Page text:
Increase in Outpatient Ivermectin Dispensing in the US During the COVID-19 Pandemic: A Cross-Sectional Analysis

INTRODUCTION

Ivermectin is an antiparasitic medication approved by the US Food and Drug Administration (FDA) for use in humans. Ivermectin oral tablets are used worldwide for treatment of certain parasitic infections. An in vitro study has shown that ivermectin inhibits the replication of SARS-CoV-2 in tissue cell cultures.1 Some observational studies and clinical trials have evaluated ivermectin for the treatment and prevention of COVID-19 in humans; however, most had incomplete information and methodological limitations.2 Human data from well-designed and well-conducted clinical trials with robust sample sizes are needed to provide more specific, evidence-based guidance on the role of ivermectin for the treatment or prevention of COVID-19.

METHODS

To understand whether there have been changes in outpatient ivermectin dispensing during the COVID-19 pandemic, CDC tracked outpatient retail prescription data from the IQVIA National Prescription Audit Weekly (NPA Weekly, hereafter abbreviated NPA) for the estimated number of ivermectin prescriptions dispensed from retail pharmacies weekly during March 14, 2020–April 2, 2021, and compared these estimates to a pre-pandemic baseline weekly average during the 52-week period (March 16, 2019–March 13, 2020) before the declaration of a national emergency. Monthly state-level data from the IQVIA Total Patient Tracker (TPT) were then analyzed to assess whether observed changes were due to changes in particular states where the dispensing pharmacies are located. NPA and TPT both collect data from a sample of approximately 48,900 US retail pharmacies, representing 92% of all retail prescription activity nationwide.3 NPA data were used to estimate the total number of ivermectin prescriptions dispensed from retail pharmacies nationally, while TPT data and 2019 intercensal estimates from the US Census Bureau were used to estimate state-specific ivermectin dispensing rates per 100,000 population. These data do not include prescribing indication and ivermectin dispensed by mail order and long-term care pharmacies, prescriptions by veterinarians, and non-oral formulations were not included. This activity was reviewed by CDC and was conducted consistent with applicable federal law and CDC policy.4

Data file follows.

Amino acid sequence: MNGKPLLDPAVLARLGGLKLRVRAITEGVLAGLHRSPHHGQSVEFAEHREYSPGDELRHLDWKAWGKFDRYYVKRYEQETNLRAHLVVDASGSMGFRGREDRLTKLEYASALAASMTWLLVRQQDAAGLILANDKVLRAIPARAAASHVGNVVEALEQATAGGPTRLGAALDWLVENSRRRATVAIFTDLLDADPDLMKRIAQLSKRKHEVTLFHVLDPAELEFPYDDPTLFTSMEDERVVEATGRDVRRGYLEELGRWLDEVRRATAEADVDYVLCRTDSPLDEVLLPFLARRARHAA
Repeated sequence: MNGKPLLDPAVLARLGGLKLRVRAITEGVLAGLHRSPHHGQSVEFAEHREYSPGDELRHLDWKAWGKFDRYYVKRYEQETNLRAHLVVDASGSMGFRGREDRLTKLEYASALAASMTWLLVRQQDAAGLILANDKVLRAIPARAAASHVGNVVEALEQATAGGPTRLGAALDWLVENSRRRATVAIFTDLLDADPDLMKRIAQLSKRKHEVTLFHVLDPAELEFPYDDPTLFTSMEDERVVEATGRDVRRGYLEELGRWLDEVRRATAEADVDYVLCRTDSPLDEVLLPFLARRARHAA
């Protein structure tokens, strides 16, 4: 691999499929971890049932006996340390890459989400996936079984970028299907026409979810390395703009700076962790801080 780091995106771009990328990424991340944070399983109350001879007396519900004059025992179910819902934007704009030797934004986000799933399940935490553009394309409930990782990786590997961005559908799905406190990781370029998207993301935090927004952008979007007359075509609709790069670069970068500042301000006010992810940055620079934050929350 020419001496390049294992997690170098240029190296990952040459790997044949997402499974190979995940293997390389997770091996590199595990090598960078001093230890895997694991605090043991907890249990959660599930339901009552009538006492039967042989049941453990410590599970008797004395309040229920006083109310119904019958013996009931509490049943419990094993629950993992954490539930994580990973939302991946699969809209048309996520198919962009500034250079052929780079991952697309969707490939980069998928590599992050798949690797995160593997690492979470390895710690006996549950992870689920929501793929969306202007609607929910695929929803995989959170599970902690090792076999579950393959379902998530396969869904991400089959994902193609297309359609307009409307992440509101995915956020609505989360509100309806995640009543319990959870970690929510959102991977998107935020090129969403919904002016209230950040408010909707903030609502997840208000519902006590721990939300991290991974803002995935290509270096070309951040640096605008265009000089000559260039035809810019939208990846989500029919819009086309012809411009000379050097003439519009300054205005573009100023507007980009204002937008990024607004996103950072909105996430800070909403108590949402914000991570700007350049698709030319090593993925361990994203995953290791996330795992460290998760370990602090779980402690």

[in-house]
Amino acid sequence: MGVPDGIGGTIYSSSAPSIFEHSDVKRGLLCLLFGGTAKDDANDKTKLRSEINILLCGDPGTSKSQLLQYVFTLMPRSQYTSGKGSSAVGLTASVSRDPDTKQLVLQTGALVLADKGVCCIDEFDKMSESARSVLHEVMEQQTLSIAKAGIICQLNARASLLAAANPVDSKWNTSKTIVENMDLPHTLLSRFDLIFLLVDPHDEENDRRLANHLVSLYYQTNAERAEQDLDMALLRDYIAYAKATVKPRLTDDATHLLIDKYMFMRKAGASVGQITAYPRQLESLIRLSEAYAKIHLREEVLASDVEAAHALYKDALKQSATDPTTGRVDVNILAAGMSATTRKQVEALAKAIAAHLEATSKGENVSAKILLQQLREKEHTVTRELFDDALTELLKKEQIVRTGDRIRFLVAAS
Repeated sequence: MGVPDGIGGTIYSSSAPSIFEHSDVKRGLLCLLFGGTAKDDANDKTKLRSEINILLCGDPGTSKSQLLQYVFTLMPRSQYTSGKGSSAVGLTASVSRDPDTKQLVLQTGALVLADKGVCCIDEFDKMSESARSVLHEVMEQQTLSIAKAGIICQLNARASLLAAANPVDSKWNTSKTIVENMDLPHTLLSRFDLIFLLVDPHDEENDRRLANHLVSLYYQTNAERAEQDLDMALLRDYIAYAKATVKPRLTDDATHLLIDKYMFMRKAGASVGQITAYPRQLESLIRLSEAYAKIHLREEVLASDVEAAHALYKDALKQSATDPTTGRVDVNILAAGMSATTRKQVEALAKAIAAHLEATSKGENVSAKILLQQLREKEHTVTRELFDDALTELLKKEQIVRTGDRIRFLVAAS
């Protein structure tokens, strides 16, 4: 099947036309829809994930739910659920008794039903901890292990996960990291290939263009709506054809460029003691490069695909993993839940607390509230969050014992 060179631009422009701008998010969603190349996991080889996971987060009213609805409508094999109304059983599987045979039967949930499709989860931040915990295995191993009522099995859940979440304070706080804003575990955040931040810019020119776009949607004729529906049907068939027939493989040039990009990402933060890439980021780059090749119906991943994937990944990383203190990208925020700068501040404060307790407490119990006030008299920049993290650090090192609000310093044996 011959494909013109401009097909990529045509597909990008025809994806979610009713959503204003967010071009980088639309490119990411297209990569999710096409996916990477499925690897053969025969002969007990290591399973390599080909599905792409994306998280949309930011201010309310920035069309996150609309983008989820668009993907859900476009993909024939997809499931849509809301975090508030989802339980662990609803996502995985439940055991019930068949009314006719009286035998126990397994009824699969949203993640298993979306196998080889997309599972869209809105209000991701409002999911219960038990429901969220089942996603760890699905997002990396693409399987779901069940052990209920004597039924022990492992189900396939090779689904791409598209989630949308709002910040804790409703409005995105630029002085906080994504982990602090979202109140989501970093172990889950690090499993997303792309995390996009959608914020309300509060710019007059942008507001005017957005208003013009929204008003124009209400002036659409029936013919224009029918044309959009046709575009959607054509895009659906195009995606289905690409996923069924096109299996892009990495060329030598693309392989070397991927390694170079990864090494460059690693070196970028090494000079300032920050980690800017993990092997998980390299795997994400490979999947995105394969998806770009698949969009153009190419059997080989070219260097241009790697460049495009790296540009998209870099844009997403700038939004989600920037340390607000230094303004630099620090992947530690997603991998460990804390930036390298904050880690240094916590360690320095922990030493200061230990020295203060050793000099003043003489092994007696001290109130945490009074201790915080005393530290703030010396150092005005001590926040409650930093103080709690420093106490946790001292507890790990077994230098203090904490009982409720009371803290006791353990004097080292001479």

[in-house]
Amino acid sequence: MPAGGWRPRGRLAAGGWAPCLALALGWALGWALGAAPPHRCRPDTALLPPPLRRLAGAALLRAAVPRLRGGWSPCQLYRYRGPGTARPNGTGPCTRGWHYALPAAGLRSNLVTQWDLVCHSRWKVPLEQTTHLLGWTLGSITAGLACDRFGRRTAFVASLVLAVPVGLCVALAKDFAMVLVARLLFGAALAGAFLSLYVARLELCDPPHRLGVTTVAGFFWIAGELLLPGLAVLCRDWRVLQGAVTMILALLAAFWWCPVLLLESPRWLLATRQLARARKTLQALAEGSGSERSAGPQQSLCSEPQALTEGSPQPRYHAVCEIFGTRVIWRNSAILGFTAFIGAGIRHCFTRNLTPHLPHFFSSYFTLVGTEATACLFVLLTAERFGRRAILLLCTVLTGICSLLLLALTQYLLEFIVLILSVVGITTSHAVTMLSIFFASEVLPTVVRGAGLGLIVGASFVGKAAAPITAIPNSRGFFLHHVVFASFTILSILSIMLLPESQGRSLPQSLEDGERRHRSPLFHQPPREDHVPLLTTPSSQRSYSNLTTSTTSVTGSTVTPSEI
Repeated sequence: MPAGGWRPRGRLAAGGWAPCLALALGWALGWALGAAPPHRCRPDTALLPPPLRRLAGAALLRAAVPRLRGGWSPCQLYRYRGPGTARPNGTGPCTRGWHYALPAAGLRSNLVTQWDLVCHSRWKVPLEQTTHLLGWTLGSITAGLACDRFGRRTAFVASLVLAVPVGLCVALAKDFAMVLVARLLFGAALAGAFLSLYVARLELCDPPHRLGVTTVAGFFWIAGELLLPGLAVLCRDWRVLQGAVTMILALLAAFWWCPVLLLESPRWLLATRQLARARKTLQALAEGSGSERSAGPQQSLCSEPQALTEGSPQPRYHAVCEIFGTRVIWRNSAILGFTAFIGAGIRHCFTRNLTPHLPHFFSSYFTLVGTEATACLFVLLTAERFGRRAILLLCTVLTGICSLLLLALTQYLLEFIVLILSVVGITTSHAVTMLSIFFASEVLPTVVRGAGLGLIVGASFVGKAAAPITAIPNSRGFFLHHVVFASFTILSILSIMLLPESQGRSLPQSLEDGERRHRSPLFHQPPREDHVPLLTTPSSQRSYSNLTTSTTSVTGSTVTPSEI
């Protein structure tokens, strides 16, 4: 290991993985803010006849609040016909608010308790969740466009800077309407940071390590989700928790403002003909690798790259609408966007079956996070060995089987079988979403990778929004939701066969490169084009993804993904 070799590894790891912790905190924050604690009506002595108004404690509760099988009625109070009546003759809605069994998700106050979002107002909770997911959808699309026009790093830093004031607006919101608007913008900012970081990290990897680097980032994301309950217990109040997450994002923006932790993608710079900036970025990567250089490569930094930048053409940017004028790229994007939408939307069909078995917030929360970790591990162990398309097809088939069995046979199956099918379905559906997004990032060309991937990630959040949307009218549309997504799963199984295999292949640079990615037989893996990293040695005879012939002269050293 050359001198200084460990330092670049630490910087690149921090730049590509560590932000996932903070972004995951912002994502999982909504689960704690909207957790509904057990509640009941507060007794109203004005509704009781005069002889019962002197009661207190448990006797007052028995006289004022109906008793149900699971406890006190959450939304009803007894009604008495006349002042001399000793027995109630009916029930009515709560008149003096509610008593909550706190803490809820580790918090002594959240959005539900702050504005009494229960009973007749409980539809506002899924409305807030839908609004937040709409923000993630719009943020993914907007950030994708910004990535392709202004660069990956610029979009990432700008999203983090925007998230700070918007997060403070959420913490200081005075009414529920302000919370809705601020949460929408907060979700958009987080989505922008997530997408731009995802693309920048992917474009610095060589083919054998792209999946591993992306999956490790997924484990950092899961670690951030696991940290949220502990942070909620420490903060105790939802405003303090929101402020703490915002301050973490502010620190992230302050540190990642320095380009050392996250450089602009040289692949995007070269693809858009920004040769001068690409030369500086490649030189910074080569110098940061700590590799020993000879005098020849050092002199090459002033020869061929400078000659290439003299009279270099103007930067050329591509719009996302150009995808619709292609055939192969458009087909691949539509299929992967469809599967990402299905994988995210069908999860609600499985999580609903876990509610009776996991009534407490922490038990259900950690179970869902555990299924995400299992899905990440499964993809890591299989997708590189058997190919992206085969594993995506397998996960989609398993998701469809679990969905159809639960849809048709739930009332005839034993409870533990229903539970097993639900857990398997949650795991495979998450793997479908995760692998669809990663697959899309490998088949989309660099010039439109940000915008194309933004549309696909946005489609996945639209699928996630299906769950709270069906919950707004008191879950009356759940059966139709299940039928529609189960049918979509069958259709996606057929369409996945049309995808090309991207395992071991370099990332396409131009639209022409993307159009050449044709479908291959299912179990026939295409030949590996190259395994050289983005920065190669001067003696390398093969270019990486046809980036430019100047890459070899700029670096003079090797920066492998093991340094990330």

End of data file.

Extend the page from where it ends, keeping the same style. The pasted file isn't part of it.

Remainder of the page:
RESULTS

During March 16, 2019–April 2, 2021, national estimates of ivermectin dispensed from outpatient retail pharmacies increased from an average of 3589 prescriptions per week at the pre-pandemic baseline to a peak of 39,102 prescriptions in the week ending on January 8, 2021 (989% relative percent increase) (Fig. 1). Monthly state-based analyses revealed that an initial increase in ivermectin dispensing observed in July 2020 largely involved increased dispensing rates in Texas and Florida (Fig. 2). By January 2021, ivermectin dispensing rates had increased in all states and the three states with the highest estimated rates of dispensing were Texas (151.8 per 100,000 population), Oklahoma (106.5 per 100,000 population), and Georgia (76.9 per 100,000 population). Ivermectin dispensing decreased after January 2021 but remained elevated compared with pre-pandemic levels.

Figure 1
figure1

Estimated number of outpatient ivermectin prescriptions dispensed from retail pharmacies — US, March 16, 2019–April 2, 2021. Data are from the IQVIA National Prescription Audit Weekly (NPA Weekly) database. NPA Weekly collects data from a sample of approximately 48,900 US retail pharmacies, representing 92% of all retail prescription activity. National estimates of weekly ivermectin prescriptions dispensed indicated by blue bars and bracket indicates the pre-pandemic period from March 16, 2019 to March 13, 2020. Ivermectin dispensed by mail order and long-term care pharmacies, prescriptions by veterinarians, and non-oral formulations were not included.